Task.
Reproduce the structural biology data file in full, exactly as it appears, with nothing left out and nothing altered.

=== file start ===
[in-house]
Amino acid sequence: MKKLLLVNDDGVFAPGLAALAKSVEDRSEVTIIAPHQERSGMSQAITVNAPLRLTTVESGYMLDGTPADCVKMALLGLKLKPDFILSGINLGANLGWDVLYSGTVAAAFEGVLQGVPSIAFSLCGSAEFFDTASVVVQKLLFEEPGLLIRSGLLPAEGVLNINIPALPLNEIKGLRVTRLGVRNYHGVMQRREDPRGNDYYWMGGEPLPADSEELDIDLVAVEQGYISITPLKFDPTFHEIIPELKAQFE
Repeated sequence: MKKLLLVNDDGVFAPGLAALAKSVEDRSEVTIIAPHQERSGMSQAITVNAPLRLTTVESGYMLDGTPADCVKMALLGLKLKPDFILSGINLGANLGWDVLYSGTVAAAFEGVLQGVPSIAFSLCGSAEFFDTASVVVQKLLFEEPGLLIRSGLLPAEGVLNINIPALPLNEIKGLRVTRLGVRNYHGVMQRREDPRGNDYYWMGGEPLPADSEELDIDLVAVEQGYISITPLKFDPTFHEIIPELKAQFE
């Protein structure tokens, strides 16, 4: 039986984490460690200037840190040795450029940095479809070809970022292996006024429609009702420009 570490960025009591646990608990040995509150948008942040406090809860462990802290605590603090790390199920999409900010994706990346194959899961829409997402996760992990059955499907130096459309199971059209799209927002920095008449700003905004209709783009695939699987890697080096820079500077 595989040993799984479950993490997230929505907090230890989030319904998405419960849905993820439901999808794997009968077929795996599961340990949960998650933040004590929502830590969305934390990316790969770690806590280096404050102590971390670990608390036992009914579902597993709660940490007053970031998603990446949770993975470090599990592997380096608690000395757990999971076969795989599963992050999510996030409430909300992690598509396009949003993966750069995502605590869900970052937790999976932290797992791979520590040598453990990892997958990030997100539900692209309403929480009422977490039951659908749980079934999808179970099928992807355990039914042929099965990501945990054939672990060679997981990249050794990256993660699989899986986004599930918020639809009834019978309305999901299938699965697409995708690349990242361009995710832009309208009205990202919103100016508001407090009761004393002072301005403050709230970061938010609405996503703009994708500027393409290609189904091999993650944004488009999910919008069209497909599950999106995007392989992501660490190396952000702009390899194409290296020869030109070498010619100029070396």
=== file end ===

[in-house]
Amino acid sequence: MKKLLLVNDDGVFAPGLAALAKSVEDRSEVTIIAPHQERSGMSQAITVNAPLRLTTVESGYMLDGTPADCVKMALLGLKLKPDFILSGINLGANLGWDVLYSGTVAAAFEGVLQGVPSIAFSLCGSAEFFDTASVVVQKLLFEEPGLLIRSGLLPAEGVLNINIPALPLNEIKGLRVTRLGVRNYHGVMQRREDPRGNDYYWMGGEPLPADSEELDIDLVAVEQGYISITPLKFDPTFHEIIPELKAQFE
Repeated sequence: MKKLLLVNDDGVFAPGLAALAKSVEDRSEVTIIAPHQERSGMSQAITVNAPLRLTTVESGYMLDGTPADCVKMALLGLKLKPDFILSGINLGANLGWDVLYSGTVAAAFEGVLQGVPSIAFSLCGSAEFFDTASVVVQKLLFEEPGLLIRSGLLPAEGVLNINIPALPLNEIKGLRVTRLGVRNYHGVMQRREDPRGNDYYWMGGEPLPADSEELDIDLVAVEQGYISITPLKFDPTFHEIIPELKAQFE
């Protein structure tokens, strides 16, 4: 039986984490460690200037840190040795450029940095479809070809970022292996006024429609009702420009 570490960025009591646990608990040995509150948008942040406090809860462990802290605590603090790390199920999409900010994706990346194959899961829409997402996760992990059955499907130096459309199971059209799209927002920095008449700003905004209709783009695939699987890697080096820079500077 595989040993799984479950993490997230929505907090230890989030319904998405419960849905993820439901999808794997009968077929795996599961340990949960998650933040004590929502830590969305934390990316790969770690806590280096404050102590971390670990608390036992009914579902597993709660940490007053970031998603990446949770993975470090599990592997380096608690000395757990999971076969795989599963992050999510996030409430909300992690598509396009949003993966750069995502605590869900970052937790999976932290797992791979520590040598453990990892997958990030997100539900692209309403929480009422977490039951659908749980079934999808179970099928992807355990039914042929099965990501945990054939672990060679997981990249050794990256993660699989899986986004599930918020639809009834019978309305999901299938699965697409995708690349990242361009995710832009309208009205990202919103100016508001407090009761004393002072301005403050709230970061938010609405996503703009994708500027393409290609189904091999993650944004488009999910919008069209497909599950999106995007392989992501660490190396952000702009390899194409290296020869030109070498010619100029070396």